Nour Kteily
Nour Kteily

MANAGEMENT & ORGANIZATIONS
Donald P. Jacobs Scholar
Assistant Professor of Management & Organizations

Print Overview

Nour Kteily is an Assistant Professor of Management and Organizations. His research uses the tools of social psychology to investigate how and why social hierarchy and power disparities between groups emerge, and how this influences intergroup relations and prospects for conflict resolution. He is particularly interested in investigating the psychological mechanisms, at both the individual and group levels, that predict support for challenging versus maintaining hierarchy in society. His work has frequently explored these issues in the context of real-world conflicts of great consequence, such as the conflict in the Middle East and the Boston Marathon bombings. Professor Kteily's research has been published in leading journals such as Journal of Personality and Social Psychology, Psychological Science, Journal of Experimental and Social Psychology, and Personality and Social Psychology Bulletin. His work has also been featured in popular press outlets, including The New York Times and The Washington Post. Professor Kteily received his B.Sc. with First Class Honors from McGill University, his PhD in social psychology from Harvard University, and received a Postdoctoral Award from the Social Sciences and Humanities Research Council in Canada.



Areas of Expertise
Intergroup Behavior
Negotiations
Psychology
Social Media

Print Vita
Education
Ph.D., 2013, Psychology, Harvard University, Harvard University
M.A., 2010, Psychology, Harvard University
B.Sc., 2008, Psychology, McGill University, First-­Class Honors

Academic Positions
Assistant Professor,, Management and Organizations, Kellogg School of Management, Northwestern University, 2014-present
Postdoctoral Fellow, Harvard University, 2013-2014
SSHRC Postdoctoral Fellow, 2013-2014

Grants and Awards
Gordon Allport Intergroup Relations Prize, Society for the Study of Social Issues, 2014
Harvard University Certificate of Distinction in Teaching, Derek Bok Center for Teaching and Learning, 2011
Raiffa Best Doctoral Student Paper Award, Program on Negotiation at Harvard University, 2010
First-Class Honors Distinction, McGill University, 2008
J.W. McConnell Award for Distinguished Academic Achievement, McGill University, 2007

Print Research
Research Interests
Psychology, Intergroup Behavior, and Negotiations

Articles
Kteily, Nour, E. Bruneau, Adam Waytz and Sarah Cotterill. Forthcoming. 'The Ascent of Man': A Theoretical and Empirical Case for Blatant Dehumanization. Journal of Personality and Social Psychology.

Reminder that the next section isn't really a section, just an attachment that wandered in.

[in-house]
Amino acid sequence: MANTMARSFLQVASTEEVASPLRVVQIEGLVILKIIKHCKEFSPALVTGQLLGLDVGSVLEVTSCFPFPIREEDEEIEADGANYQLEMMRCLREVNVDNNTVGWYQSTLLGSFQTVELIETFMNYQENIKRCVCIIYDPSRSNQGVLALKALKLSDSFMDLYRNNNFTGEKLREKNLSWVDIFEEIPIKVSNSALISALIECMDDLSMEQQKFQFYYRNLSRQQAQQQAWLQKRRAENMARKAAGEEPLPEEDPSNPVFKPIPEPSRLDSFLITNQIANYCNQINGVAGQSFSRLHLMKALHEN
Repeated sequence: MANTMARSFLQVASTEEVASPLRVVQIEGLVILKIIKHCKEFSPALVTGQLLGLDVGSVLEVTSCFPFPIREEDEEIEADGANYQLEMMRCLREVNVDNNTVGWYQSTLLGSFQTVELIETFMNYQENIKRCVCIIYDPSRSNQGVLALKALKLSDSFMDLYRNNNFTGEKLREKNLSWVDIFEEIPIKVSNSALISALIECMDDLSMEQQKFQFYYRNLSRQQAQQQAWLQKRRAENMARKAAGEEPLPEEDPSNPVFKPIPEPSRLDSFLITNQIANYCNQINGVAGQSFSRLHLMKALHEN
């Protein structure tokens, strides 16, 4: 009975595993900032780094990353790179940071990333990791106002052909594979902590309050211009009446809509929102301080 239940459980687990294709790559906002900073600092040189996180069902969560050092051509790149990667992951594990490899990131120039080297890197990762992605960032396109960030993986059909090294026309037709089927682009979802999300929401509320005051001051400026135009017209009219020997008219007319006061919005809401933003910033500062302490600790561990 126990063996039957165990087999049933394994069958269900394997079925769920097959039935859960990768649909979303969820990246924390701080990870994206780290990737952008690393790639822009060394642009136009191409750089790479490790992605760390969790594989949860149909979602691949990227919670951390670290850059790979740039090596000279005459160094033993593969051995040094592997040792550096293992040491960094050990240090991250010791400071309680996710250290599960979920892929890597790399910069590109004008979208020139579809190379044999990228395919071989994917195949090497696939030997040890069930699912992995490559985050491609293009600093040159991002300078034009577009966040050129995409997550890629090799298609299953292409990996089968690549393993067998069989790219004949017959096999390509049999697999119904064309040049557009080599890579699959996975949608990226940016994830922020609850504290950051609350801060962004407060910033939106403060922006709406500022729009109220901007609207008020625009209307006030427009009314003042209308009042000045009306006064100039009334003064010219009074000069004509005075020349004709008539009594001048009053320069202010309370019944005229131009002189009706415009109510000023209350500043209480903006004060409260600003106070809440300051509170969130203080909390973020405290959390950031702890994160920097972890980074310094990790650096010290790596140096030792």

Sidanius, J., Nour Kteily, S. Levin, F. Pratto and Milan Obaidi. Forthcoming. Support for Asymmetric Violence among Arab Populations: The Clash of Cultures, Social Identity, or Counter- Dominance?. Group Processes & Intergroup Relations.
Pratto, F., J. Sidanius, F. BouZeineddine, Nour Kteily and S. Levin. 2014. When domestic policies and international relations intermesh: Subordinated publics’ factional support within layered power structures. Foreign Policy Analysis. 10: 127-­148.
Saguy, T. and Nour Kteily. 2014. Power, Negotiations, and the Anticipation of Intergroup Encounters. European Review of Social Psychology.
Kteily, Nour, S. Cotterill, J. Sidanius, J. Sheehy-Skeffington and R. Bergh. 2014. Not one of us: Predictors and consequences of denying ingroup characteristics to ambiguous suspects. Personality and Social Psychology Bulletin. 40(10): 1231-1247.
Hodson, G., Nour Kteily and M. Hoffarth. 2014. Of Filthy Pigs and Subhuman Mongrels: Dehumanization, Disgust, and Intergroup Prejudice. Testing, Psychometrics, Methodology in Applied Psychology. 21(3): 267-284.
Thomsen, L., M. Obaidi, J. Sheehy-Skeffington, Nour Kteily and J. Sidanius. 2014. Individual differences in relational motives interact with the political context to produce terrorism and terrorism-support. Behavioral and Brain Sciences. 37(4): 377-378.
Guimond, S., R. Crisp, P. DeOliviera, R. Kamiejski, Nour Kteily, B. Kuepper, R. N. Lalonde, S. Levin, F. Pratto, F. Tougas, J. Sidanius and A. Zick. 2013. Integration policy and prejudice: Testing universal theories and culture- specific models of intergroup relations across four Western nations. Journal of Personality and Social Psychology. 104: 941-958.